### Method

The gamavar.90 program estimates the (co)variance of all possible gametic values that can be generated from an individual genome and meiosis process using data on phased genotype, allelic substitution effect, and recombination rate between variants. Since only the heterozygous loci of an individual will contribute to \( {\upsigma}_{\mathrm{gamete}}^2 \), the variance of two biallelic loci, *j* and *k*, of an individual *i*, with the true allele substitution effect α_{j} and α_{k}, can be calculated from the variance of a binomial distribution as \( {\upsigma}_{\left[\mathrm{j}+\mathrm{k}\right]}^2={\upsigma}_{\mathrm{j}}^2+{\upsigma}_{\mathrm{k}}^2+2{\upsigma}_{\mathrm{j}\mathrm{k}} \), where \( {\upsigma}_{\mathrm{j}}^2= npq{\alpha}_j^2,{\upsigma}_{\mathrm{k}}^2= npq{\alpha}_k^2 \), σ_{ij} = n(*p*_{jk} − *p*_{j}*p*_{k})α_{j}*α*_{k}, and *p* = q = 0.5 and *n* = 1. Thus, the total variance is computed across all *N* heterozygous loci for trait *x* as \( {\upsigma}_{\mathrm{Xgamete}}^2=\left[{\hat{\alpha}}_{x_1}\kern0.5em \dots \kern0.5em {\hat{\alpha}}_{x_N}\right]P\left[{\hat{\alpha}}_{x_1}\kern0.5em \dots \kern0.5em {\hat{\alpha}}_{x_n}\right]^{\prime } \) and the covariance between the traits *x* and *y* can be computed using the same matrix P (as in Santos et al. [2]), and the allele substitution effect of the two traits as in (Bonk et al. [4]), as \( {\sigma}_{XYgamete}=\left[{\hat{\alpha}}_{x_1}\kern0.5em \dots \kern0.5em {\hat{\alpha}}_{x_N}\right]P\left[\begin{array}{ccc}{\hat{\alpha}}_{y1}& \dots & {\hat{\alpha}}_{y_N}\end{array}\right]^{\prime } \), where \( \hat{\alpha} \) is the allele substitution effect estimated with genomic model. The (co)variance matrix of the Mendelian transmission probabilities, **P,** with only the heterozygous loci can be represented as \( P=\left[\begin{array}{ccc}0.25& \dots & {al}_{1N}\left(-\frac{cM_{1N}}{200}+0.25\right)\\ {}\vdots & \ddots & \vdots \\ {}{al}_{N1}\left(-\frac{cM_{N1}}{200}+0.25\right)& \dots & 0.25\end{array}\right] \), where al_{jk} is a phase indicator for loci *j* and *k*, with value 1 when both loci have the reference allele on the same chromosome and − 1 otherwise; cM_{jk} is the genetic distance between the 2 loci (in centimorgans). Loci with genetic distances greater than 50 cM on the same chromosome, are assumed to be independent. If the recombination rates between the SNP markers are directly used instead of cM, the off-diagonal elements of the **P** matrix will be \( {P}_{jk}={al}_{jk}\left(-\frac{rate_{jk}}{2}+0.25\right) \) when the recombination rate is < 0.5; and *P*_{jk} = 0 when the rate is ≥0.5.

The gamevar.f90 software also calculates the chromosome-level statistic HOM = \( \sum \limits_i^{NHom}{\alpha}_i^2 \) (sum of squared effects of the homozygous loci from an individual) and coefficient of relative variation (CRV), \( {CRV}_i=\frac{\sigma_{gamete}}{\sqrt{0.5{\sum}_i^{NHom}{\alpha}_i^2+{\upsigma}_{\mathrm{gamete}}^2}} \), as described by Santos et al. [2]. The statistics \( {\upsigma}_{\mathrm{gamete}}^2 \) and CRV include all chromosomes used in the calculation of genomic breeding values. Gamevar.f90 calculates these statistics for each of the chromosomes separately. Math for the sex chromosomes could differ by sex of parent and progeny but we treated all chromosomes as autosomes. The total statistics can be obtained as a simple total across the chromosomes. Details on these variability statistics and algorithms have been described in Santos et al. [2].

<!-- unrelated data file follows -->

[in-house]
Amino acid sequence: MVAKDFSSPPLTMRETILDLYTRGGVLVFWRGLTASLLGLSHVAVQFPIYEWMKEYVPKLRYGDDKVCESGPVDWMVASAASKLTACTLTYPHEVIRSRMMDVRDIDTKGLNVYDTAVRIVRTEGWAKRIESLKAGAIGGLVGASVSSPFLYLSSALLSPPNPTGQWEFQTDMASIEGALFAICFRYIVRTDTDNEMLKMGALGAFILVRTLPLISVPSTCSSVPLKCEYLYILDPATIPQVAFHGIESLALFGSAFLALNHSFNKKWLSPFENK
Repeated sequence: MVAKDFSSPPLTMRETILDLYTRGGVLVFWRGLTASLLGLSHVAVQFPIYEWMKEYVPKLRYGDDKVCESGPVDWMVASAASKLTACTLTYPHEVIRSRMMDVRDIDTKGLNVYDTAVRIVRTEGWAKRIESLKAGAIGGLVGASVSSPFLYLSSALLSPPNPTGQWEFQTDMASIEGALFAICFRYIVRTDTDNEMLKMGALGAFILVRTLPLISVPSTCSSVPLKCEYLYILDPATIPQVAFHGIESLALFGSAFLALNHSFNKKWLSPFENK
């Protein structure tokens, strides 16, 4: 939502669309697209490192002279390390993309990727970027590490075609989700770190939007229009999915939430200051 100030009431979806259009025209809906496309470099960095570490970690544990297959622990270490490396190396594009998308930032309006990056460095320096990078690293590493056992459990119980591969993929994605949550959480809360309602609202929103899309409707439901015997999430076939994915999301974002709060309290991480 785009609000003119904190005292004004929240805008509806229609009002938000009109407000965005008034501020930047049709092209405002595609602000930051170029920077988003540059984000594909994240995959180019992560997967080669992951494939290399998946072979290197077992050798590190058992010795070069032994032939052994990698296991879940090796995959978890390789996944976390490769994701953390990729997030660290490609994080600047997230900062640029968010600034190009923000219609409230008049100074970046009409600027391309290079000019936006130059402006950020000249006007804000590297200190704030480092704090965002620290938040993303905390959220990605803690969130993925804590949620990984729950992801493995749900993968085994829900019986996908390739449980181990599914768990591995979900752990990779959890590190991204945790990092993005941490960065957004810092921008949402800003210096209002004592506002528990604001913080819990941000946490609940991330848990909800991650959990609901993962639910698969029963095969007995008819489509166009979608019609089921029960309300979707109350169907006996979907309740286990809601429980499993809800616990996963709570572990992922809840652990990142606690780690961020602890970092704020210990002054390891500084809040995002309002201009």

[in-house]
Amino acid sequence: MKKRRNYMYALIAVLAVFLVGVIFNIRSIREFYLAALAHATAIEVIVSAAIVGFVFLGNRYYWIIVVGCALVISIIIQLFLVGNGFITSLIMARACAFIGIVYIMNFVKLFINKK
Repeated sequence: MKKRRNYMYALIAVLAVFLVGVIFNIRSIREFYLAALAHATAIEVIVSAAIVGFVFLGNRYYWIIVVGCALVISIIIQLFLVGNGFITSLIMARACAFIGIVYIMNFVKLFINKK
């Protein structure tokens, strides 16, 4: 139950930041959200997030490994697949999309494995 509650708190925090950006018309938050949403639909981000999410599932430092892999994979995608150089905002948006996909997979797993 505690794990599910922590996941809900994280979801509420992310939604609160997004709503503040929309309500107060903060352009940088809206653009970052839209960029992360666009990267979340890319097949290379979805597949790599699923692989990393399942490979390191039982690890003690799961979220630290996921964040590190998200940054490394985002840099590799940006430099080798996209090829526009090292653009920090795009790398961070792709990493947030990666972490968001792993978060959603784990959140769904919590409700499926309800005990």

The gamevar.f90 program directly uses allele effects of the markers estimated from existing genomic evaluations. Since the allele effects have been estimated, gamevar.f90 can also calculate the genomic breeding values (it computes by chromosomes) according to Meuwissen et al. [7] as *M*[*α*_{1}…*α*_{N}]′, where M is a matrix of genotypes coded in − 1,0 and 1 for aa, Aa and AA, with rows corresponding to individuals and column to markers.

### Input and output files

A parameter file is required to run gamevar.f90. The parameter file provides some user-specified options, including file names. The program automatically performs an initial check of the parameters from the input file, such as the options defined by users, initial data descriptions, warnings, stoppings, cases of incorrect inputs, and output messages. Parameters are annotated in more details in the user’s manual (Additional File 1; https://github.com/djordand2008/gamevar.f90). Gamevar.f90 also requires some pre-processed files as input, such as allelic substitution effects and phased genotypes, as well as the chromosome information with recombination rate/genetic distance between markers. The program can optionally produce up to five easily-handled output files in text format for the (co)variance of gametic diversity, EBV, CRV and HOM by individuals. To reduce memory required by the program, output files are written during the analyses so that memory can be reused. In additional to the manual, ready-to-run example files are also provided in the package.

### Efficiency

The software is written in Fortran with the intrinsic library (Additional File 2). Executable files are currently available for the Linux platform (Additional File 3). It is free software with open-access code that is portable to other operating systems for compiling. The standard compilers for Fortran 90 and 95, such as gfortran, are recommended for use. In an example run, the computing time for analyzing eight traits (lifetime net merit, productive live, somatic cell score, daughter pregnancy rate, heifer conception rate, cow conception rate, livability, and early calving) with 4340 Markers on chromosome 1 and 100 bulls was around 4 to 5 min or less than 3 s per individual on an Intel Xeon X7560 server, running at 2.27GHz with 660GB RAM. A maximum of 0.15GB of RAM was used for the example run.